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    GMA: Kids Viewing Fewer Food and Beverage Ads

    In a presentation last week before a Federal Trade Commission forum, Grocery Manufacturers Association (GMA) SVP and chief government affairs officer Mary Sophos revealed new data indicating that children today are seeing fewer food, beverage and restaurant advertisements on television, with the mix having shifted to more ads promoting nutritious items.

    In a presentation last week before a Federal Trade Commission forum, Grocery Manufacturers Association (GMA) SVP and chief government affairs officer Mary Sophos revealed new data indicating that children today are seeing fewer food, beverage and restaurant advertisements on television, with the mix having shifted to more ads promoting nutritious items.

    “GMA and its members have a longstanding commitment to help arrest and reverse obesity trends around the world,” noted Sophos. “We are continuing to provide a wider range of nutritious product choices and marketing these choices in responsible ways that promote healthy lifestyles.”

    As a result of food and beverage marketers having reduced the number and shifted the mix of products aimed at children (2 to 11 years of age) and teens (12 to 17 years of age), a study by Georgetown Economic Services found that kids are viewing fewer food, beverage and restaurant ads.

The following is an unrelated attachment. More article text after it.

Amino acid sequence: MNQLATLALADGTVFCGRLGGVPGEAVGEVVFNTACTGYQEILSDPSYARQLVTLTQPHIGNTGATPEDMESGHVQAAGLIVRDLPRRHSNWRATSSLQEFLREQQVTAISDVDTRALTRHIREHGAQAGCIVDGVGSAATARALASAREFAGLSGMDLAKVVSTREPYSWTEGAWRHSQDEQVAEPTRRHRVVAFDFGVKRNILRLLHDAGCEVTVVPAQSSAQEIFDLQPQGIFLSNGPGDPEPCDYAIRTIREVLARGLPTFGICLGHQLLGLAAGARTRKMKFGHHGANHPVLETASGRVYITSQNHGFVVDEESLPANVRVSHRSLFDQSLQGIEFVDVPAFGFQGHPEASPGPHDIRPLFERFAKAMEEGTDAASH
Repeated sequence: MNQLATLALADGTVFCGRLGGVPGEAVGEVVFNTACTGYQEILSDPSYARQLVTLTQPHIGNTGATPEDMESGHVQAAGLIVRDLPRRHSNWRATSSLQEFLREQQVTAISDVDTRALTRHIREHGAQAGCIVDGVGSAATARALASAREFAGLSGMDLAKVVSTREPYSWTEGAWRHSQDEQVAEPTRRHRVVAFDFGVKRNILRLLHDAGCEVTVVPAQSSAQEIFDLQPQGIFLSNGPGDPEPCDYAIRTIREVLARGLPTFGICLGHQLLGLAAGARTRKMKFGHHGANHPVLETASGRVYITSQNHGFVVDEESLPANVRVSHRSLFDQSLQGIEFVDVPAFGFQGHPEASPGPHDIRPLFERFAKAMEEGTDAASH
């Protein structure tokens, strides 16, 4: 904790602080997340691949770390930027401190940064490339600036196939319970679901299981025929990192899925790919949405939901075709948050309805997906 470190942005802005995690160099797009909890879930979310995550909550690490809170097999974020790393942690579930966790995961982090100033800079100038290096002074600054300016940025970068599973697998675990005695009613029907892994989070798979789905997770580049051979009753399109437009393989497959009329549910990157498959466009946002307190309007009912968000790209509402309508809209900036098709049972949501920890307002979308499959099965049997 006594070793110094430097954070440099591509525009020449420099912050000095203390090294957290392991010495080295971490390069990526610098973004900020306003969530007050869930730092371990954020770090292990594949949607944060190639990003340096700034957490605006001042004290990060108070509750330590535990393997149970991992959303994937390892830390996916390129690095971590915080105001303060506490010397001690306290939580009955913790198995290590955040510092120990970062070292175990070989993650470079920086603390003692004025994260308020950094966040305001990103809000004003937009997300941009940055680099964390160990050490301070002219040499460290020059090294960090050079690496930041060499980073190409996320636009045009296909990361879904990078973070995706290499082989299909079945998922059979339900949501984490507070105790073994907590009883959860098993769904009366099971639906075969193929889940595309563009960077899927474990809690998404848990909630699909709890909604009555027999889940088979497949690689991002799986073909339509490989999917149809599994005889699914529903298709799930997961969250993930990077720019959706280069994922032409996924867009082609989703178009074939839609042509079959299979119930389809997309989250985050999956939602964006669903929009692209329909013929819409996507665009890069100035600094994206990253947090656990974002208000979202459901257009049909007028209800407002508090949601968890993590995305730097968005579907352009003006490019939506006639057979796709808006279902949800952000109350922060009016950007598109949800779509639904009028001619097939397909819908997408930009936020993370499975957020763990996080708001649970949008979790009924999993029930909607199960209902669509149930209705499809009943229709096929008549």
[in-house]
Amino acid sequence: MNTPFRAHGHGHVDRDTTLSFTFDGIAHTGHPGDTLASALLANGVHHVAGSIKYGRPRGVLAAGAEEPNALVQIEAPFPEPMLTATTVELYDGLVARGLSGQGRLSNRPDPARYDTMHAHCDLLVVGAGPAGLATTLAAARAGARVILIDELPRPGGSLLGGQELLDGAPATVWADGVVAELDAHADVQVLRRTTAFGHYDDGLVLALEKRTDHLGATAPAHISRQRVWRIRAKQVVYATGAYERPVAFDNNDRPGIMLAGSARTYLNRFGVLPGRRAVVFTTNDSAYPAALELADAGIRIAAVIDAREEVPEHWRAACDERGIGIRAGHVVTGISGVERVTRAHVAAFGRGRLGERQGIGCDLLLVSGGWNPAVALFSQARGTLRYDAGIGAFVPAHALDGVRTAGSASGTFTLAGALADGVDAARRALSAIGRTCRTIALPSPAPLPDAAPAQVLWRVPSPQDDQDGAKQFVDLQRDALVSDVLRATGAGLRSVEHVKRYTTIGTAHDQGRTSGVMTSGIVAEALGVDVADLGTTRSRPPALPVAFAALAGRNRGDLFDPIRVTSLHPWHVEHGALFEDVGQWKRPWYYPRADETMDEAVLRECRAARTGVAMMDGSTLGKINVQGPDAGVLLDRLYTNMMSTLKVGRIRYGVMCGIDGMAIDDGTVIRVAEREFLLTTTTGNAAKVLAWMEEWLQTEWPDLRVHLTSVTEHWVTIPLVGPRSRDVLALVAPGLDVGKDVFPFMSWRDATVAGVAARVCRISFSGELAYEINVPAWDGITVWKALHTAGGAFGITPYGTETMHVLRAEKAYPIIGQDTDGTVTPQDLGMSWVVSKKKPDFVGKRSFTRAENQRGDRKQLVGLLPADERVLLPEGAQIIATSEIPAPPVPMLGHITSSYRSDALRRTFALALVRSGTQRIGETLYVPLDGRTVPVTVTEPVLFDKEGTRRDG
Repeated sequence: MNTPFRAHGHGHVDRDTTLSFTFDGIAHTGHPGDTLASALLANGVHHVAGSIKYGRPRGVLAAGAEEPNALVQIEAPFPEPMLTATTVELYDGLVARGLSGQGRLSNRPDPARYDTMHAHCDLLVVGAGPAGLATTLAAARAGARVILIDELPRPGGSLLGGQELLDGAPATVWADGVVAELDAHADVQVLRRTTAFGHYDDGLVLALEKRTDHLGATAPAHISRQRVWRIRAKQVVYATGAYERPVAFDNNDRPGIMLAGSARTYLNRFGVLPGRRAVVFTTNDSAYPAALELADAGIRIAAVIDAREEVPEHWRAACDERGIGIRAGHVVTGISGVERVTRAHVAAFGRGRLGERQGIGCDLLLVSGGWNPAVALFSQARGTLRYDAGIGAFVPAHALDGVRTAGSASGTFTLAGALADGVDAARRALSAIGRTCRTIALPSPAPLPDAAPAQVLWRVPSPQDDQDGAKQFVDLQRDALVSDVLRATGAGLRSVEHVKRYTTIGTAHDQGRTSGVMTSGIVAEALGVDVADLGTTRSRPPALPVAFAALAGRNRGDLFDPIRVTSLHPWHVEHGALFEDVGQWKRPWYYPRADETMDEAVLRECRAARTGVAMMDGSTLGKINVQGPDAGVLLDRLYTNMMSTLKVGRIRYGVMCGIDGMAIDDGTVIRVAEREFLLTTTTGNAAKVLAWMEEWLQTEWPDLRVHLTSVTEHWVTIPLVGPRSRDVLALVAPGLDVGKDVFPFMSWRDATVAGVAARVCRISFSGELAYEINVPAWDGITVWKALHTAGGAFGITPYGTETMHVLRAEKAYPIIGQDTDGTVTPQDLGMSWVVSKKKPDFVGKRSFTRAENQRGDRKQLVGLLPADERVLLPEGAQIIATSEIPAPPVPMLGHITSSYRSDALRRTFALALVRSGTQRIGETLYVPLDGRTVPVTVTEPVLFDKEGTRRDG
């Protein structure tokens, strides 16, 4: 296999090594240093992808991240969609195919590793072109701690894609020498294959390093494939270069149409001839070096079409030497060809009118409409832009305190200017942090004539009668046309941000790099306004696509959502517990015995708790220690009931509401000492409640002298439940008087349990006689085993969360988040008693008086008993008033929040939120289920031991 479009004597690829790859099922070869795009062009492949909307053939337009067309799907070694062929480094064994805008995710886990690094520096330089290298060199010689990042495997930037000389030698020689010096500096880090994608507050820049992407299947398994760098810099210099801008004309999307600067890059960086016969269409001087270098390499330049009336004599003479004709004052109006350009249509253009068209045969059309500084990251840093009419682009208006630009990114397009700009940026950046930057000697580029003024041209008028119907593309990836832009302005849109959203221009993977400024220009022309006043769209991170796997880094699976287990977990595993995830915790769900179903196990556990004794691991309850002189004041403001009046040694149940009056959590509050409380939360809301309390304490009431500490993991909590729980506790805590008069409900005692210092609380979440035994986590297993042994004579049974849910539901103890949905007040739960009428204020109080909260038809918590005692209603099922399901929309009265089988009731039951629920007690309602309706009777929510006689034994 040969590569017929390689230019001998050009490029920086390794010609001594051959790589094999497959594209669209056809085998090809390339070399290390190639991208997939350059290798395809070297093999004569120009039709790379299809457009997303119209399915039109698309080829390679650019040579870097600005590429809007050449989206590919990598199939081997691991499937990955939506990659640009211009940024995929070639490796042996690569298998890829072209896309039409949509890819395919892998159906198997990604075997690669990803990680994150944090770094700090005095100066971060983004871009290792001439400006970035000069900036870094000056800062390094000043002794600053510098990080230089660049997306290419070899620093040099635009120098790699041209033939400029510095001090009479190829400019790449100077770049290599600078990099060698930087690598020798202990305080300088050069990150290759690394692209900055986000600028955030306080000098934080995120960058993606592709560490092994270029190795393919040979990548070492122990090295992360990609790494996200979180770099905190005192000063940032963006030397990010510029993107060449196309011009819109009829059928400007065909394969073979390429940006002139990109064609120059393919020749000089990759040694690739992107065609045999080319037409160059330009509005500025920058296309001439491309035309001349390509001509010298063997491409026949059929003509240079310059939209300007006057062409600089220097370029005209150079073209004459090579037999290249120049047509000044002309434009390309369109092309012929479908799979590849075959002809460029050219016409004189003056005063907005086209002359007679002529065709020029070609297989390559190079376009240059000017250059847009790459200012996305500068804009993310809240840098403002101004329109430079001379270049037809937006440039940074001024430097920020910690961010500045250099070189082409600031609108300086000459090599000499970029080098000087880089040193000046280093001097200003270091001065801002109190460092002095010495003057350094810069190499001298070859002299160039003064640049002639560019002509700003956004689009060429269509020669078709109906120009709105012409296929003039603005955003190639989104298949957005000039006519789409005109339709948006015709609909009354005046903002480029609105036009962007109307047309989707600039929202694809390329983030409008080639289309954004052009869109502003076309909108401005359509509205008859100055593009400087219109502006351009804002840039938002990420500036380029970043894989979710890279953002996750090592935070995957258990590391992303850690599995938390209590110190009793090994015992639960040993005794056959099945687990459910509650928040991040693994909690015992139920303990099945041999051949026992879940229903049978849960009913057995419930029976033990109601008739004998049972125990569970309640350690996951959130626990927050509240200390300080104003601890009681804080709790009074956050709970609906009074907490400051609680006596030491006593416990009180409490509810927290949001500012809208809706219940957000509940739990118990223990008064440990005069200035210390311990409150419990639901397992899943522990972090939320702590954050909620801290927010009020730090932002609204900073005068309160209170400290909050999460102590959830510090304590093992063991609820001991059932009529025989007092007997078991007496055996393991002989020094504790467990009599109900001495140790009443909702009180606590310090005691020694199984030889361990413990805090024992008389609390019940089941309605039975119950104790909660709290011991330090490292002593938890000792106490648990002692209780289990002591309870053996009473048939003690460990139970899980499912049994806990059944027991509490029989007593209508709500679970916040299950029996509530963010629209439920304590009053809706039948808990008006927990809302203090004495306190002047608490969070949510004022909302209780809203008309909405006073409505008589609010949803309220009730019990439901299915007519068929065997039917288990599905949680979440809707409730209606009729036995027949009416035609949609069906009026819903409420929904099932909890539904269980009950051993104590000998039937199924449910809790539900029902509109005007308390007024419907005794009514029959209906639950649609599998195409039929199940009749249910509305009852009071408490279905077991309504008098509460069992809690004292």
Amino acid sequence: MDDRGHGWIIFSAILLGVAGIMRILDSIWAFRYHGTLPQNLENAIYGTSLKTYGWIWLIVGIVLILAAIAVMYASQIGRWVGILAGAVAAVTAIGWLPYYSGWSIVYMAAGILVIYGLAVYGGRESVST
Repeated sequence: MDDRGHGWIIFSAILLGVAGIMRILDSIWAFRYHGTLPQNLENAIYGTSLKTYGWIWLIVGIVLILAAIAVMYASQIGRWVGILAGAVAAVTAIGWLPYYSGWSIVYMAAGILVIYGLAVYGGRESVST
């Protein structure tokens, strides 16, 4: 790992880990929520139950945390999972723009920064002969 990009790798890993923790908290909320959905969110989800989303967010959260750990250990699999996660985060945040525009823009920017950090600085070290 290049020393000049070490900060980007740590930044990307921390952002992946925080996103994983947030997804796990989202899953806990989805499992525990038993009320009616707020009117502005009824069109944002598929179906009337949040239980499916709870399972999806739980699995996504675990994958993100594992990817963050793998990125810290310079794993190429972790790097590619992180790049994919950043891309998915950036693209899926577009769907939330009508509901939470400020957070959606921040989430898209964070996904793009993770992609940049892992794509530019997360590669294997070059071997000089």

Study findings included:
    —Youngsters viewed 31 percent fewer food, beverage and restaurant ads on children’s programming from 2004 to 2008.
    —Children are encountering fewer food, beverage and restaurant ads on TV at all times
    —The number of such ads the average 2- to 11-year-old viewed on all TV programming has decreased 15 percent from 2004 to 2008
    —Since 1994, there has been a 27 percent decline in food, beverage and restaurant ads seen on all TV by the average child
    —Over one-half of that decrease came in the last four years
    —Since 1994, teens saw 8 percent fewer food, beverage ads and restaurant ads, and 28 percent fewer food and beverage ads
    —Children are viewing more ads for fruits and vegetables on all TV, as well as kids’ TV.
    —Kids are seeing fewer ads for soft drinks, cookies, snack bars, gum and mints, frozen pizza, breads, and pancakes and waffles

    “Over the last several years, our industry has voluntarily changed its advertising and marketing practices; introduced or reformulated well over 10,000 healthier products (with lower calories, reduced or eliminated trans and saturated fat, reduced sugar and sodium, more vitamins, minerals and whole grains, smaller sizes and portion controlled packaging); and invested in programs that promote increased physical activity and nutrition education as the keys to achieving and maintaining a healthy lifestyle,” said Sophos.

    One such program was the Healthy Weight Commitment Foundation, a national multi-year effort launched this past October by 40 retailers, nongovernmental organizations, and food and beverage manufacturers to help reduce obesity — particularly childhood obesity — by 2015. The foundation is promoting ways to help people reach a healthy weight through energy balance. It focuses on three critical areas: the marketplace, the workplace and schools.

    Washington-based GMA’s board of directors consists of CEOs from the association’s member companies. The $2.1 trillion food, beverage and CPG industry employs 14 million workers, and contributes over $1 trillion in added value to the nation’s economy.

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